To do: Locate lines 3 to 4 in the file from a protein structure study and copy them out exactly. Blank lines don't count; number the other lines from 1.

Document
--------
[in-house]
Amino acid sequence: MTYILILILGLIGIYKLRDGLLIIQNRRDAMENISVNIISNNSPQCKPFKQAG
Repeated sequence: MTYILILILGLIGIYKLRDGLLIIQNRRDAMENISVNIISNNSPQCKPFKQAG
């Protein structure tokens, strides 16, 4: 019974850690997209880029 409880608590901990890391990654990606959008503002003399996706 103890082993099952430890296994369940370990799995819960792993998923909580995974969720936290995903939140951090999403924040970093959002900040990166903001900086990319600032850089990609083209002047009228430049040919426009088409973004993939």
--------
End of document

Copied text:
Repeated sequence: MTYILILILGLIGIYKLRDGLLIIQNRRDAMENISVNIISNNSPQCKPFKQAG
């Protein structure tokens, strides 16, 4: 019974850690997209880029 409880608590901990890391990654990606959008503002003399996706 103890082993099952430890296994369940370990799995819960792993998923909580995974969720936290995903939140951090999403924040970093959002900040990166903001900086990319600032850089990609083209002047009228430049040919426009088409973004993939």